John Schettino, Designer of The New York Penn Station Atlas
John Schettino is a designer and artist whose work concentrates on spatial concepts and applications. His design practice helps people to engage with and negotiate space through projects that focus on wayfinding, placemaking and mobility. Using a multi-disciplinary approach, John’s work often addresses the needs that emerge at the intersection of information architecture and architecture of built environments. His overlapping expertise in these areas has its roots in previous experiences as Creative Director for IBM Global Services Online Customer Experience Division and as consultant on large architecture projects for firms like Rockwell Group. His interest in bringing clarity to complex circumstances is also reflected in his own independent initiative The New York Penn Station Atlas, a personal wayfinding tool for America’s busiest transit hub. John has been a guest critic of the Design + Technology MFA Thesis Program at Parson’s The New School since 2005. He has a Bachelor of Fine Arts from The Cooper Union.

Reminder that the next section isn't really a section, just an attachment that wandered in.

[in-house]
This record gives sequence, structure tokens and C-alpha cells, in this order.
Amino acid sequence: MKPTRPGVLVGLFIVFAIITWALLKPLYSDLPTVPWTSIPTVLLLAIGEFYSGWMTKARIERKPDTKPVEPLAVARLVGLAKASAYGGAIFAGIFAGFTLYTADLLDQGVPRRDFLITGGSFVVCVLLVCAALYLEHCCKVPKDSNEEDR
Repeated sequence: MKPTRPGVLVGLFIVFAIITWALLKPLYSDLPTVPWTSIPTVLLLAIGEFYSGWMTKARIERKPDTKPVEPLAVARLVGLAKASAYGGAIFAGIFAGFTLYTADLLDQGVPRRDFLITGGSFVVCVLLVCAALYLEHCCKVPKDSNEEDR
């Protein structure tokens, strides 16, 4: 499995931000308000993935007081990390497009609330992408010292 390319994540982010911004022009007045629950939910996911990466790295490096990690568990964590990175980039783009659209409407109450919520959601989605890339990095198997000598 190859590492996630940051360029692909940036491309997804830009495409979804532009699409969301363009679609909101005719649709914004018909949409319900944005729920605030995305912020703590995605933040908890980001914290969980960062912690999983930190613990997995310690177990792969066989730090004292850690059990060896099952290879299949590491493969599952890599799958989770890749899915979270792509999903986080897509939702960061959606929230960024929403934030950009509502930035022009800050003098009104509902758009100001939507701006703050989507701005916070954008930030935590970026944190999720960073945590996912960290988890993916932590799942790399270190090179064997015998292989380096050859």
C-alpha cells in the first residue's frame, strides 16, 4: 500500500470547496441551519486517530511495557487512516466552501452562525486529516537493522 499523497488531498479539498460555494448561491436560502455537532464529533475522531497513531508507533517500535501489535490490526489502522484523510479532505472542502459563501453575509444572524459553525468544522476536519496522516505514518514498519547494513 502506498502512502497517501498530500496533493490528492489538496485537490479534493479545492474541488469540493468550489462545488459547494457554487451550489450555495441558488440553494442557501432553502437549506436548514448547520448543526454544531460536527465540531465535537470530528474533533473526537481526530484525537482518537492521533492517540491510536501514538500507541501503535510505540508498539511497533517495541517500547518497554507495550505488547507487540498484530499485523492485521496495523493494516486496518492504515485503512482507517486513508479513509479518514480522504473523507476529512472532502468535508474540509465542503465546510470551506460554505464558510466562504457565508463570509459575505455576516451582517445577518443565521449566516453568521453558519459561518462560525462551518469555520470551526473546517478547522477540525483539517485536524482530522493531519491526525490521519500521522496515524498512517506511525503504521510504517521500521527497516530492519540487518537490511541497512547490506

Justin Rivers, Playwright and Producer of The Eternal Space, Contributing Editor, Untapped Cities
Justin wrote The Eternal Space as an examination of an unlikely friendship that arose from Penn Station’s demolition and then became deeply fascinated with Penn’s past, present and future. Currently Justin is a licensed New York City tour guide giving tours of Penn Station through Untapped Cities. He is author and co-collaborator of The Wonder City, a graphic novel that re-imagines the history of New York City. He is also Founding Director of The Character Connection Initiative, a non-profit organization that brings character education and mindfulness practices to inner-city middle school students and teachers throughout the NYC metro area. He currently lives in Brooklyn.